Law Day will be here next week, and it has lessons to impart.
Each state is encouraged to develop its own curriculum. In Arizona, the focus of the Supreme Court’s Law Day will be an April 30 program titled “Law, Justice, and the Holocaust: What You Do Matters” (more information is here). A program co-sponsor is the State Bar of Arizona.
The program will examine how atrocities like the Holocaust are rarely the simple acts of madmen. Instead, they often are carefully and legally scripted.
For instance, in the Third Reich, Adolph Hitler and his henchmen wanted to be sure laws and legal structures were altered to support their Final Solution. Sadly—but not so surprisingly—lawyers and judges went along with that travesty, either through persuasion, coercion, or with pleasure.
A program I attended yesterday demonstrates that we need not leave our own continent—or our own country—to see examples of civil liberties tossed aside—and all the more immorally because it was done under the auspices of the law.
The 49th annual scholarship awards of the Arizona Chapter of the Japanese American Citizens League was held—deliciously—at the Phoenix College Culinary Café on April 25. (Disclosure: My wife is Chapter President.) Along with the scholarship awards, they hosted a terrific keynote speaker who reminded everyone about the obligations we have as free Americans.
Tom Ikeda is the Executive Director of Densho: The Japanese American Legacy Project. He (and their Web site) explained that:
“Densho’s mission is to preserve the testimonies of Japanese Americans who were unjustly incarcerated during World War II before their memories are extinguished. We offer these irreplaceable firsthand accounts, coupled with historical images and teacher resources, to explore principles of democracy and promote equal justice.”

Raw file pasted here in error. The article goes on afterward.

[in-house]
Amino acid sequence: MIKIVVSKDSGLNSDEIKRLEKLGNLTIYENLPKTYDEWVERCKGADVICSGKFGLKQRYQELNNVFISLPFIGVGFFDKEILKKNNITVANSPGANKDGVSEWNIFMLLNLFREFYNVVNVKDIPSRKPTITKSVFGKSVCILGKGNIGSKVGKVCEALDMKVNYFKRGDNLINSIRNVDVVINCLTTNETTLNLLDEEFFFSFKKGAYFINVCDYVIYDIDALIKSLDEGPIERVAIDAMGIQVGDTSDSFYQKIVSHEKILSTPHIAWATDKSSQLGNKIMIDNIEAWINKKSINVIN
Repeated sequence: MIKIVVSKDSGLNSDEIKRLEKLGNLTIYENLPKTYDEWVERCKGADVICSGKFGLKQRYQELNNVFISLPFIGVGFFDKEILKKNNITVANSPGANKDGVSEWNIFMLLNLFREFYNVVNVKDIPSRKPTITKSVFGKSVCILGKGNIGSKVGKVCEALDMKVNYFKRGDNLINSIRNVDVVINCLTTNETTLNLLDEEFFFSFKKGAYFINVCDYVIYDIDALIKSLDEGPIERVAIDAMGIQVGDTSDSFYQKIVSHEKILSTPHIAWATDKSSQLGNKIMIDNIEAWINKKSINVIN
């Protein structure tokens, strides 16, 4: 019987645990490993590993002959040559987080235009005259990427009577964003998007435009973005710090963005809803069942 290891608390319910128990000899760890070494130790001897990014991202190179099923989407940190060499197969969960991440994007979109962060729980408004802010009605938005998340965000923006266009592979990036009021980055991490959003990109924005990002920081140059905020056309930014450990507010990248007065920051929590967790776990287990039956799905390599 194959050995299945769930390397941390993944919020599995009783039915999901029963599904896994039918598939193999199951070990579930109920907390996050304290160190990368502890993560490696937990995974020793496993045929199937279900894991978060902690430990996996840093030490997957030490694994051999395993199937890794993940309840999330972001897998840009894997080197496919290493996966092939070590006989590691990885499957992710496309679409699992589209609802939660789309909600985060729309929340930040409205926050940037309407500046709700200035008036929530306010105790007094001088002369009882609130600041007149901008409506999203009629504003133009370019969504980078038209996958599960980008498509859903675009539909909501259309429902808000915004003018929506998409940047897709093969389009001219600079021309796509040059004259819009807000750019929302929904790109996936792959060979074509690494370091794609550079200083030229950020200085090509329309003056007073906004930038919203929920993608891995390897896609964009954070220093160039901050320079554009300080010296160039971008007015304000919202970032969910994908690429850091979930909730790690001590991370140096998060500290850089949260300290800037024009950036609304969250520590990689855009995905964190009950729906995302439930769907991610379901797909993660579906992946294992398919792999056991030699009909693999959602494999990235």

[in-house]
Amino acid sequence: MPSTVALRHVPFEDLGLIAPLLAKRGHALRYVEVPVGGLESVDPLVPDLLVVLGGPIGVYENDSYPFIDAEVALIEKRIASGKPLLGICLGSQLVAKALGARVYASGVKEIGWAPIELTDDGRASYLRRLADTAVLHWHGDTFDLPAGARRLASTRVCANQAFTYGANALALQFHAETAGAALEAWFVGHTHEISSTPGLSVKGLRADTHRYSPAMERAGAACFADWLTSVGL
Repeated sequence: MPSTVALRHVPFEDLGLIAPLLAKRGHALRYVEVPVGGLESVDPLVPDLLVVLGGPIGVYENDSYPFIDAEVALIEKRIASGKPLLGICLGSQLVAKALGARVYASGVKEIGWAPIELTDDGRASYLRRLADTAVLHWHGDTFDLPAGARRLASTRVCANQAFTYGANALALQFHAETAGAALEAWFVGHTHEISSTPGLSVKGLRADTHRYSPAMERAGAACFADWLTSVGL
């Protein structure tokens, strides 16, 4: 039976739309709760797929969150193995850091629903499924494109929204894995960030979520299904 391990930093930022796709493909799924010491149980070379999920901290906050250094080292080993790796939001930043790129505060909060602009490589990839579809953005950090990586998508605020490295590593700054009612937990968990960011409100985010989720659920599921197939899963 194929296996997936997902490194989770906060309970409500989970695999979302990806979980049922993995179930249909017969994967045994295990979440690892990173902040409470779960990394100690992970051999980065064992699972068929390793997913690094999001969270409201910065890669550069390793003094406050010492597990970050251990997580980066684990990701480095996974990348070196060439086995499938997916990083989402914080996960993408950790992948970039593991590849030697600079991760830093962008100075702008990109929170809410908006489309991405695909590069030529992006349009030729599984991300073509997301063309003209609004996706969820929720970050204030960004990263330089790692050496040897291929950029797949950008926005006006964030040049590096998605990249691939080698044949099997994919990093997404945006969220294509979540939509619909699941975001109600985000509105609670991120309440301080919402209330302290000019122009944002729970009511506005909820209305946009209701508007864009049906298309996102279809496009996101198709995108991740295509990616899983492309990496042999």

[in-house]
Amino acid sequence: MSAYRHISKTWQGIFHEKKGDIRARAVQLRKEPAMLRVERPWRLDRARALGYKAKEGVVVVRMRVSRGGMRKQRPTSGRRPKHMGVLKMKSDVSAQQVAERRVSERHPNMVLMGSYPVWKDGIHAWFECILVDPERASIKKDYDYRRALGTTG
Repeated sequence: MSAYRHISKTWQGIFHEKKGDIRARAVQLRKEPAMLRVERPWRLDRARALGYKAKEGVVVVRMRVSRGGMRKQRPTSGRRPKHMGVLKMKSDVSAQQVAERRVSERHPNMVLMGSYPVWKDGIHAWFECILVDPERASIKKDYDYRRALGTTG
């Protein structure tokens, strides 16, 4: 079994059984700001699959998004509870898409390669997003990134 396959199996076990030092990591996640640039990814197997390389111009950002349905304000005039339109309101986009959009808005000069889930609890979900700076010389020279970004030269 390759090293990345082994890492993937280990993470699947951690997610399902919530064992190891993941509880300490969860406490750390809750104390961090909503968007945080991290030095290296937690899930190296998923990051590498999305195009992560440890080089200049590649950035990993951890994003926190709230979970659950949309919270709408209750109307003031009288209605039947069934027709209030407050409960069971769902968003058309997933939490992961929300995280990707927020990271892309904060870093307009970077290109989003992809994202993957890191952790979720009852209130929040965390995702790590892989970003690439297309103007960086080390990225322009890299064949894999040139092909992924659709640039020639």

Ikeda spoke eloquently of the work and privilege of speaking with aging Japanese Americans whose lives were forever marked by internment in what can only be described as concentration camps. Founded in 1996 in Seattle, Densho wants to memorialize the oral histories before they are lost forever. Currently, the project is up to more than 400 interviews.
Those remarkable interviews are available on the Densho Web site as videos and in transcript form. They also are searchable by topic, making it easy to locate a brief discussion within even hours-long interviews.
Every bit of Tom Ikeda’s presentation was compelling. But of great interest to lawyers and anyone who cares about the law, Ikeda also showed a clip of law professor Peter Irons, as he described a seminal moment in research. He explained how he had sought and sifted through the case files on Korematsu v. United States, the case that had upheld the federal government’s exclusion and internment of United States citizens.
It was in those files that Irons found a “smoking gun.” Justice Department lawyers had written memos explaining that they had good reason to doubt the Army Department statements that the nation was imperiled by Japanese American citizens, should they be permitted to remain free. The lawyers pointed out the ethical obligation not to lie to the Supreme Court, and said that Department lawyers must provide all of the evidence to the Justices.
(In the 1980s, Korematsu and two other cases were overturned when evidence was presented that the U.S. government had “altered, suppressed and withheld important and relevant information from the Supreme Court.”)
Congratulations to the Arizona Supreme Court for looking hard at the legal profession’s failings in Germany in the 1940s. But let’s not forget our own profession’s failures here at home.
Happy Law Day.